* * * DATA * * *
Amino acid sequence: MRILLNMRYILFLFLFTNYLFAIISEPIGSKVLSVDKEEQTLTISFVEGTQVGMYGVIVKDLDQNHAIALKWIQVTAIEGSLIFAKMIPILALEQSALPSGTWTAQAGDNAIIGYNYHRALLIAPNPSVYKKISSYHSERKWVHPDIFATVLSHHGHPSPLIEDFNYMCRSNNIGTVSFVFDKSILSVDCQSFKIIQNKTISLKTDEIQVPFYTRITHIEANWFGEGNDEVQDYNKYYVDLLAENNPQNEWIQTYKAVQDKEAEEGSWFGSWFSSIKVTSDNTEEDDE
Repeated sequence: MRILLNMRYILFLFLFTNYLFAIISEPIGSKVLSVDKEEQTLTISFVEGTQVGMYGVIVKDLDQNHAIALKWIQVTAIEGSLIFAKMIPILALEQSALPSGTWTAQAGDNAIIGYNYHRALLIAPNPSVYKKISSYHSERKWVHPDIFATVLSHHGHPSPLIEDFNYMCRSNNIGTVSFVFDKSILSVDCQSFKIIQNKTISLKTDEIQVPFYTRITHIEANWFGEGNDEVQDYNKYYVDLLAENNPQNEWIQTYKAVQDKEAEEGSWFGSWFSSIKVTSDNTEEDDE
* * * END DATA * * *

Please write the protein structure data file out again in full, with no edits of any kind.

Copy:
Amino acid sequence: MRILLNMRYILFLFLFTNYLFAIISEPIGSKVLSVDKEEQTLTISFVEGTQVGMYGVIVKDLDQNHAIALKWIQVTAIEGSLIFAKMIPILALEQSALPSGTWTAQAGDNAIIGYNYHRALLIAPNPSVYKKISSYHSERKWVHPDIFATVLSHHGHPSPLIEDFNYMCRSNNIGTVSFVFDKSILSVDCQSFKIIQNKTISLKTDEIQVPFYTRITHIEANWFGEGNDEVQDYNKYYVDLLAENNPQNEWIQTYKAVQDKEAEEGSWFGSWFSSIKVTSDNTEEDDE
Repeated sequence: MRILLNMRYILFLFLFTNYLFAIISEPIGSKVLSVDKEEQTLTISFVEGTQVGMYGVIVKDLDQNHAIALKWIQVTAIEGSLIFAKMIPILALEQSALPSGTWTAQAGDNAIIGYNYHRALLIAPNPSVYKKISSYHSERKWVHPDIFATVLSHHGHPSPLIEDFNYMCRSNNIGTVSFVFDKSILSVDCQSFKIIQNKTISLKTDEIQVPFYTRITHIEANWFGEGNDEVQDYNKYYVDLLAENNPQNEWIQTYKAVQDKEAEEGSWFGSWFSSIKVTSDNTEEDDE